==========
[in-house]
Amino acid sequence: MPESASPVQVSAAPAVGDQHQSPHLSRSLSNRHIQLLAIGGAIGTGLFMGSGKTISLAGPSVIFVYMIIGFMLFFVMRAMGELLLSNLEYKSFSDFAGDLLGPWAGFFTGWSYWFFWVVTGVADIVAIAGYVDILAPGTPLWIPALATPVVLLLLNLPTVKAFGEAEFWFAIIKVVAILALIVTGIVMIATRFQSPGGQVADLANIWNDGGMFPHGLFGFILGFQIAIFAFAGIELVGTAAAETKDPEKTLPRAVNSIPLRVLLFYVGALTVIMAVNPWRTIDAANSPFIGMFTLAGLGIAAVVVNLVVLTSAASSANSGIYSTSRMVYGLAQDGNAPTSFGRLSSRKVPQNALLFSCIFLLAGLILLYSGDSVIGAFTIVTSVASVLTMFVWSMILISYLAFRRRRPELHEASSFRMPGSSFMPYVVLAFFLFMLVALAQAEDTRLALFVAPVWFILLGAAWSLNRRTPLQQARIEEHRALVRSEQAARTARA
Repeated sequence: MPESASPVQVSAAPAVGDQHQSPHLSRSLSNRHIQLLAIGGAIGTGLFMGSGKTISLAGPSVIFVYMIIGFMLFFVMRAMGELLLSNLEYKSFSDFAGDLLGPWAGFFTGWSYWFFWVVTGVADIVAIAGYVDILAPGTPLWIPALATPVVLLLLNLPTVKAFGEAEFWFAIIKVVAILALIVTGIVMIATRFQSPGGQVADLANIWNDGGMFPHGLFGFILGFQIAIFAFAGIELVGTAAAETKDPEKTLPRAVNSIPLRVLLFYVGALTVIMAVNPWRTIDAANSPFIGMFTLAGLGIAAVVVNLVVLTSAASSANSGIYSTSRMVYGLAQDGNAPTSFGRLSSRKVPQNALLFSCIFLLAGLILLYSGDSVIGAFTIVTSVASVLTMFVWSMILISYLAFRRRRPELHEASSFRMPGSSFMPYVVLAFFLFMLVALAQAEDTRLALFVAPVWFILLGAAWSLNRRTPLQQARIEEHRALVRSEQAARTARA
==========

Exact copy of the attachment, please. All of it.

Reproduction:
[in-house]
Amino acid sequence: MPESASPVQVSAAPAVGDQHQSPHLSRSLSNRHIQLLAIGGAIGTGLFMGSGKTISLAGPSVIFVYMIIGFMLFFVMRAMGELLLSNLEYKSFSDFAGDLLGPWAGFFTGWSYWFFWVVTGVADIVAIAGYVDILAPGTPLWIPALATPVVLLLLNLPTVKAFGEAEFWFAIIKVVAILALIVTGIVMIATRFQSPGGQVADLANIWNDGGMFPHGLFGFILGFQIAIFAFAGIELVGTAAAETKDPEKTLPRAVNSIPLRVLLFYVGALTVIMAVNPWRTIDAANSPFIGMFTLAGLGIAAVVVNLVVLTSAASSANSGIYSTSRMVYGLAQDGNAPTSFGRLSSRKVPQNALLFSCIFLLAGLILLYSGDSVIGAFTIVTSVASVLTMFVWSMILISYLAFRRRRPELHEASSFRMPGSSFMPYVVLAFFLFMLVALAQAEDTRLALFVAPVWFILLGAAWSLNRRTPLQQARIEEHRALVRSEQAARTARA
Repeated sequence: MPESASPVQVSAAPAVGDQHQSPHLSRSLSNRHIQLLAIGGAIGTGLFMGSGKTISLAGPSVIFVYMIIGFMLFFVMRAMGELLLSNLEYKSFSDFAGDLLGPWAGFFTGWSYWFFWVVTGVADIVAIAGYVDILAPGTPLWIPALATPVVLLLLNLPTVKAFGEAEFWFAIIKVVAILALIVTGIVMIATRFQSPGGQVADLANIWNDGGMFPHGLFGFILGFQIAIFAFAGIELVGTAAAETKDPEKTLPRAVNSIPLRVLLFYVGALTVIMAVNPWRTIDAANSPFIGMFTLAGLGIAAVVVNLVVLTSAASSANSGIYSTSRMVYGLAQDGNAPTSFGRLSSRKVPQNALLFSCIFLLAGLILLYSGDSVIGAFTIVTSVASVLTMFVWSMILISYLAFRRRRPELHEASSFRMPGSSFMPYVVLAFFLFMLVALAQAEDTRLALFVAPVWFILLGAAWSLNRRTPLQQARIEEHRALVRSEQAARTARA